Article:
Coming Home: Chapter 3

by Kerrin Watter



The next morning, Susan found Domino in the kitchen making breakfast. Her movements were slow and controlled, as she methodically moved around the kitchen.
"Call work and tell them you’re not coming in today," Domino said, her back still turned away from her sister.
"I….can’t. I can’t afford to miss any more work, Sarah."
"Suze, you shouldn’t be working after what happened last night…"
"Crap, Sarah. Like I haven’t before. I’m not some weak little sister that you have to take care of. I don’t need your protection! Now, I’m going to work. I’ll be back by five." She glared, her hand picking up an apple from the counter.
"Jo, get your shoes on - are you ready?"

Domino caught her arm, seeing in her face the exact same look that she’d shown to Nathan, locking everyone else out, and dealing with it on her own. The only problem was, she was a killer, a mercenary - for her, it was a daily risk; for Susan, it shouldn’t even have had to be considered. Susan’s eyes softened slightly, and she shook her head.
"The danger’s still out there, Sarah. It’s not confined to you, or just your job, it’s everywhere." She stopped talking, her brown eyes staring into a pair of violet ones. "And just like you, I don’t want to talk about it."
"You have to. If you don’t, you’re going to become just like me. Cold and bitter, and twisted inside." Domino’s voice was barely above a whisper. Susan shook her head.
"You don’t have an exclusive on pain, Sarah. And I don’t think you’re the type of person you think you are. If anyone needs to talk about it, it’s you." Susan shook her head sadly, and began to walk out of the kitchen. "If you can’t even tell your sister, Sarah, what hope is there?"

She left to find Jo, leaving Domino in the kitchen, wondering how Susan always managed to change the topic around to her. "It’s a bloody talent isn’t it," she mumbled, and followed Susan out of the kitchen.

"I’m sorry."

Susan was halfway up the steps when she heard Domino’s voice, and she paused, her eyes wide.


"I said I’m sorry." Domino’s jaw clenched with the effort of saying the words.

"I know."

"But we need to talk, Susan. The bank rang yesterday. You’re going to lose the house."

Susan’s hand gripped the banister tightly, the only outward sign of her feelings.

"Damn it, Sarah, that is none of your business. How dare you."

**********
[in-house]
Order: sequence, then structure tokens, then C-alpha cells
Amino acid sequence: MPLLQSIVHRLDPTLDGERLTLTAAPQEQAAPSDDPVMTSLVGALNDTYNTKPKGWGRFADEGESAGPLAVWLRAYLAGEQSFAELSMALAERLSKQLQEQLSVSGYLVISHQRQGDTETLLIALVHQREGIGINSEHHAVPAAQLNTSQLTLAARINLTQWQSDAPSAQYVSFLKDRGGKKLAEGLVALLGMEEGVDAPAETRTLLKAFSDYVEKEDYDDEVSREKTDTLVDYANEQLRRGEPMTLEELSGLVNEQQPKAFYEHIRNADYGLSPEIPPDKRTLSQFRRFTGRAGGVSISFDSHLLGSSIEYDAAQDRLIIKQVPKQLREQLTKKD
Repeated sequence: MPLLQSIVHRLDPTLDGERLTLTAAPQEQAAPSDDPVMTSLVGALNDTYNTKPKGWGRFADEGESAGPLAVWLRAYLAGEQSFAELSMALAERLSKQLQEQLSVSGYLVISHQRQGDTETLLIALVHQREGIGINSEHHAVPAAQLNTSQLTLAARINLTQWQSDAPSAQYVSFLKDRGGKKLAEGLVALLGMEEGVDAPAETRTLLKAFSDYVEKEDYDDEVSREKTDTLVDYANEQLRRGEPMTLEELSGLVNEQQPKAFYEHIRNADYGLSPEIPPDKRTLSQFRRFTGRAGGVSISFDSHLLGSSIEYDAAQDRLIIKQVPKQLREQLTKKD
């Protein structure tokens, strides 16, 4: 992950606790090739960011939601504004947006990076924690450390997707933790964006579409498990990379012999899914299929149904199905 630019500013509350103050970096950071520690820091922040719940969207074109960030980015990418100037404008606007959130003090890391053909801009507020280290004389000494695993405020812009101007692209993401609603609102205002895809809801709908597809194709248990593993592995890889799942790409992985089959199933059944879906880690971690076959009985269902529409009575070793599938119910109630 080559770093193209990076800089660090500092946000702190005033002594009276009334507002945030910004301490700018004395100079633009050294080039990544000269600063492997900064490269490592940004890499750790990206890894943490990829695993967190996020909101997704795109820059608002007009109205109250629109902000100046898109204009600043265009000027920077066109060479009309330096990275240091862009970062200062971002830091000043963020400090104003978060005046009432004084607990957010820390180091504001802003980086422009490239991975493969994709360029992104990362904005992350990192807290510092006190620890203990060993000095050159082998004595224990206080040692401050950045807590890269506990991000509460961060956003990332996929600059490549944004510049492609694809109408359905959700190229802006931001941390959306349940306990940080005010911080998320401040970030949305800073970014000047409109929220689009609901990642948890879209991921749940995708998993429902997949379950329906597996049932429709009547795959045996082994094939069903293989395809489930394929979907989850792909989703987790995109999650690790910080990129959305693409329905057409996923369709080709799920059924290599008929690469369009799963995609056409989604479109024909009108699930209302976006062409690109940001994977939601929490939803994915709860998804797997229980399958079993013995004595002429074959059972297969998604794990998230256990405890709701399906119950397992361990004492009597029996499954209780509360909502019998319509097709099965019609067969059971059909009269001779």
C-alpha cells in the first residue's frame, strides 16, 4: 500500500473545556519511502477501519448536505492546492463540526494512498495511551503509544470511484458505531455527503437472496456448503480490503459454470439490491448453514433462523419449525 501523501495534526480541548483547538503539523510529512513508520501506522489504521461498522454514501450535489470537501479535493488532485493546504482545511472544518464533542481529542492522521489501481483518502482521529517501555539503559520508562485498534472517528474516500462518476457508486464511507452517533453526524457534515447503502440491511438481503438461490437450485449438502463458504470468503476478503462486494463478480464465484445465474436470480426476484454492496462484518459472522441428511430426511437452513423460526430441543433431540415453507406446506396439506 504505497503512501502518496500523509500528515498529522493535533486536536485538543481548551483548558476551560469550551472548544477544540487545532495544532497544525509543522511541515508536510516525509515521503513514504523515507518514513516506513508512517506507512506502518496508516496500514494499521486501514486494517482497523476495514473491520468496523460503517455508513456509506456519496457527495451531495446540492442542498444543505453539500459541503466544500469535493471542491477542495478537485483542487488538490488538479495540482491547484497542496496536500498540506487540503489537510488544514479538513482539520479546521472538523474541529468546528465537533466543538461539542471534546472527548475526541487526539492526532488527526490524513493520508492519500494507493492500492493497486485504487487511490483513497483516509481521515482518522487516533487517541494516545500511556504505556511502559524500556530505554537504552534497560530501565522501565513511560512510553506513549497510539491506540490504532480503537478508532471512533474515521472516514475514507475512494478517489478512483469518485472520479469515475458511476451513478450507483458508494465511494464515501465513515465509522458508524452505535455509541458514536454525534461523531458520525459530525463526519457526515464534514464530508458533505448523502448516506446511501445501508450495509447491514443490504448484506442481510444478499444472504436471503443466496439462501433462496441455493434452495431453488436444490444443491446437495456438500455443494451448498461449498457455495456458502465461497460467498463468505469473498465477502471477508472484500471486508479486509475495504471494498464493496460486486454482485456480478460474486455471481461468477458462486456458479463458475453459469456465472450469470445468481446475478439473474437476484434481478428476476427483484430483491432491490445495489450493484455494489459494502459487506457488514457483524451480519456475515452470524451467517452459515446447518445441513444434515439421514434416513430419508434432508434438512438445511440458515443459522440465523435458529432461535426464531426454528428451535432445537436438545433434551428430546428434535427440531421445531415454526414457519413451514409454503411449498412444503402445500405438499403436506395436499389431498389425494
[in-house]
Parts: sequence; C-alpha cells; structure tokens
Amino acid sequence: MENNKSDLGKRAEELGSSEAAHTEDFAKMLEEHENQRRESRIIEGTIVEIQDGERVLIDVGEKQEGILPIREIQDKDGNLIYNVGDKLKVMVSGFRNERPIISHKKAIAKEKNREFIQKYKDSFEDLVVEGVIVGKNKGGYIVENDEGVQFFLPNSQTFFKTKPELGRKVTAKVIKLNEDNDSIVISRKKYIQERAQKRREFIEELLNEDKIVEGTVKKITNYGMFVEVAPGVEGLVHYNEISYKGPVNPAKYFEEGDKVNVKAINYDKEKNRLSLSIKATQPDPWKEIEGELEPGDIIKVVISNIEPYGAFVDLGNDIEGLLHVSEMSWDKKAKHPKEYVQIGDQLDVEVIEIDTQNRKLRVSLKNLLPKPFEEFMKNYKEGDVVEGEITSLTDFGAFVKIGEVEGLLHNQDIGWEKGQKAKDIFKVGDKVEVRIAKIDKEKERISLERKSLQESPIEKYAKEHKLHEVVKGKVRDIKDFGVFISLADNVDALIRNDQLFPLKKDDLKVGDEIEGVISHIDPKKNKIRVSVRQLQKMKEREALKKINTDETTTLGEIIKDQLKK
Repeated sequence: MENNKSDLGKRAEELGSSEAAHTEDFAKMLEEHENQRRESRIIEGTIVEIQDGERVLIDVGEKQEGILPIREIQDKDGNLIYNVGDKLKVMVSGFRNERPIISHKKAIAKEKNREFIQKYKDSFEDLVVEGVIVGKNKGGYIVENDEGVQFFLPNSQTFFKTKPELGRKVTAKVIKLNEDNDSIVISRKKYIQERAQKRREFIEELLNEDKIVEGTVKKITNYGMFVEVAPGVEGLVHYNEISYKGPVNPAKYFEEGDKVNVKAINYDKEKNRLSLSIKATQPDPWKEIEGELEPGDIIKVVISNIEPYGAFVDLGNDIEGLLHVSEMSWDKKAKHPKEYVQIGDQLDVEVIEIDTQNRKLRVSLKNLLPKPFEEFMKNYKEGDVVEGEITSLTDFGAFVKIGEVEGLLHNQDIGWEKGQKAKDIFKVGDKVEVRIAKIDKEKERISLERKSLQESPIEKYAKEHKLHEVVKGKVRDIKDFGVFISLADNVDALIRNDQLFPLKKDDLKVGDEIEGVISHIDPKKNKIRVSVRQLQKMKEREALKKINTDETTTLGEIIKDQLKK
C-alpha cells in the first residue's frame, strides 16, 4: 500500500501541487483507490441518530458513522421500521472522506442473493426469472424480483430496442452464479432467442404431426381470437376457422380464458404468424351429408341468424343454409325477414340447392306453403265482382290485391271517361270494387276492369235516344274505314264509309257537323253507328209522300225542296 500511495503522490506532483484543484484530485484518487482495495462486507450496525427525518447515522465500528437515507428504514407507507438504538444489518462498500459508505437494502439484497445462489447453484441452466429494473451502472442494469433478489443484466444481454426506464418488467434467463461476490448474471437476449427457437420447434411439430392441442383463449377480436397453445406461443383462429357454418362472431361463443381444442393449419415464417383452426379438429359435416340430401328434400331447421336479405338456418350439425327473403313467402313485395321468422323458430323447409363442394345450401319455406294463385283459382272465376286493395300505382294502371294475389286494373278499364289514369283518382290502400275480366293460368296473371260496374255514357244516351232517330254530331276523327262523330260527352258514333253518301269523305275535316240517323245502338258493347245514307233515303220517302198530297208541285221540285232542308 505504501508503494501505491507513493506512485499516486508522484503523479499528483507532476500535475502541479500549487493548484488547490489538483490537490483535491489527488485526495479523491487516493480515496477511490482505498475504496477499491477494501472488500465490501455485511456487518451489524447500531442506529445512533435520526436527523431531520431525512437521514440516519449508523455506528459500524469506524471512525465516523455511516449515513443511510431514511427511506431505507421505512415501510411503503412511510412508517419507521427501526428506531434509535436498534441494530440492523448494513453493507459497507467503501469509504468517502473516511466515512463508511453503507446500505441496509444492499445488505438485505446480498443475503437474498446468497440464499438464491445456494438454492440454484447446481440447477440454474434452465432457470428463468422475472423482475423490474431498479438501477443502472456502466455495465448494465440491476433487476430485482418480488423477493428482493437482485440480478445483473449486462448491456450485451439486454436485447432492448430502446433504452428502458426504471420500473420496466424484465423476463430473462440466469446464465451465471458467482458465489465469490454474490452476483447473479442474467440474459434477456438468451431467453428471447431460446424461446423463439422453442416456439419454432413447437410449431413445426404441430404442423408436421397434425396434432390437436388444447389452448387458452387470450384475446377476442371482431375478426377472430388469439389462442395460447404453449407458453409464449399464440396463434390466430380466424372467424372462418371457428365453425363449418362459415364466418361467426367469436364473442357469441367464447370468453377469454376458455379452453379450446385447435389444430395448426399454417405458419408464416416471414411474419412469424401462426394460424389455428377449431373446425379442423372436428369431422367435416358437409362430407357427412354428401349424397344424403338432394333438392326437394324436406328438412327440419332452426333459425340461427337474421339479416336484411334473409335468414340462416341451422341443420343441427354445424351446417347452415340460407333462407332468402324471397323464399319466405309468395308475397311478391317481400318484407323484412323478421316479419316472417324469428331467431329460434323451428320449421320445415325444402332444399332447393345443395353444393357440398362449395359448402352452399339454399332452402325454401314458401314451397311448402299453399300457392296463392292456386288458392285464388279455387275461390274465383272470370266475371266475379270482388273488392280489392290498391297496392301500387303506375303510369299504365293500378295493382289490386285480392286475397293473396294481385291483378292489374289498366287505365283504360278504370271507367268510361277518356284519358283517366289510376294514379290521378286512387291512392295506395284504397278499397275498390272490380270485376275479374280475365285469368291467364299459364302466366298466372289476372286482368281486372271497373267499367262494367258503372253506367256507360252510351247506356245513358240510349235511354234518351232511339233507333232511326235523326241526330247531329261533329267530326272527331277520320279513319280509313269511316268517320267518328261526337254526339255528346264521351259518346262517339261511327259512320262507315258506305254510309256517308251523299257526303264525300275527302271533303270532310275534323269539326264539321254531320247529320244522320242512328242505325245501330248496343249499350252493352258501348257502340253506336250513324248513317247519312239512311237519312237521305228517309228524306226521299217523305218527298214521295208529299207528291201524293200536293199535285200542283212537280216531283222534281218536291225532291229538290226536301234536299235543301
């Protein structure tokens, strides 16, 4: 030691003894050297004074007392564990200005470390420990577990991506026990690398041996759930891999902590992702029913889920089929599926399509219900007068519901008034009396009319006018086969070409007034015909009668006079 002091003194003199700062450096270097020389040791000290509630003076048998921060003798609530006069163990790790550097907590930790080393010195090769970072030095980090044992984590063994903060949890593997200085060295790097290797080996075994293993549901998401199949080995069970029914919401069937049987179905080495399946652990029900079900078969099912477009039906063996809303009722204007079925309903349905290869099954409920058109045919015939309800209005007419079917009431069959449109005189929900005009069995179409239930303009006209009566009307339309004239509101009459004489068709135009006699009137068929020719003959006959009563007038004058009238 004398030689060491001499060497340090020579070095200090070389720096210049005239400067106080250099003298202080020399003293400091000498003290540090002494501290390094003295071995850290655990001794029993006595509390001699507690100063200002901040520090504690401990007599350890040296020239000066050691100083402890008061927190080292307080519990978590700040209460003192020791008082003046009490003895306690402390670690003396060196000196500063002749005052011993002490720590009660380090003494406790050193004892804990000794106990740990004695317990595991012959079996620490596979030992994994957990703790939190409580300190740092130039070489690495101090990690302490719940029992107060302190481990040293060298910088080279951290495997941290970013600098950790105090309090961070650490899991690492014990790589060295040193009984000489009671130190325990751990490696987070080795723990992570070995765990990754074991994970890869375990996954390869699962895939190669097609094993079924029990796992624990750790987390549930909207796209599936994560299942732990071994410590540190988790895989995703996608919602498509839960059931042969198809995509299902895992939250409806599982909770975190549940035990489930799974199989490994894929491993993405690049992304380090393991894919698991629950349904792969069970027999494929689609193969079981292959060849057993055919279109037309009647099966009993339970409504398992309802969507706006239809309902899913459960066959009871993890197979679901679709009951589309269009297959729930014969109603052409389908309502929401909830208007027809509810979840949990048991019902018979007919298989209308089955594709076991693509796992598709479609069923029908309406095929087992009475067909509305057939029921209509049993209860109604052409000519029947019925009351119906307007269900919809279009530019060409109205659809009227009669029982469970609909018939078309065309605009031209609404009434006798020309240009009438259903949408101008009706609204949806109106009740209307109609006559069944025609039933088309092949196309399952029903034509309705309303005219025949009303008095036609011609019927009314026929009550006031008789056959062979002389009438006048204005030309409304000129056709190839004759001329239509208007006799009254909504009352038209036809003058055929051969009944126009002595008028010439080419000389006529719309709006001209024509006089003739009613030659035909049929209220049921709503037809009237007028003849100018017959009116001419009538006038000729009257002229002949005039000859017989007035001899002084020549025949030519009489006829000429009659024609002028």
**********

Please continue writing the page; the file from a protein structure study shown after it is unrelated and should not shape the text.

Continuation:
"I know, and I’m sorry, but we need to talk. I worried about you, and I’m worried about Jo."

Susan’s eyes flashed angrily, and Domino winced inwardly - to bring it to this level was cruel, she knew, but she had to do something to make her listen.

"Look, Suze, you can scream at me all you want, but call work and take the day off. We need to talk about this, and I’m not going to have my nephew being thrown out of his own home."

Susan walked down the stairs, her hand flying and slapping Domino in the face.

"How dare you. To say I can’t provide for my child - I don’t even hear from you for three years, and you waltz in, and tell me I’m not a good mother! I’m trying to hold everything together here, and pay off debts that aren’t even mine, and you have the gaul to say that."

"I know it’s not your fault, Susan! I figure that Robert left you with some pretty big debts, which you’re trying to pay off. And that you’re holding down a job, and raising a family without any help from anyone. No child support, no maintenance. That is not your fault. But it’s your problem now, isn’t it. Now, I think I can help you with it. No - don’t you dare throw this back at me. I’m doing it for Jo too. It’s not out of pity, it’s not because I feel obliged to, it’s because I can, and because I want to. At any rate, we need to talk about it. So ring work, and take the day off. And Susan," Domino paused, her anger fading as quickly as it had flared, "I never said you were a bad mother. How could I?"

Domino shrugged and went into the kitchen to make a fresh pot of coffee.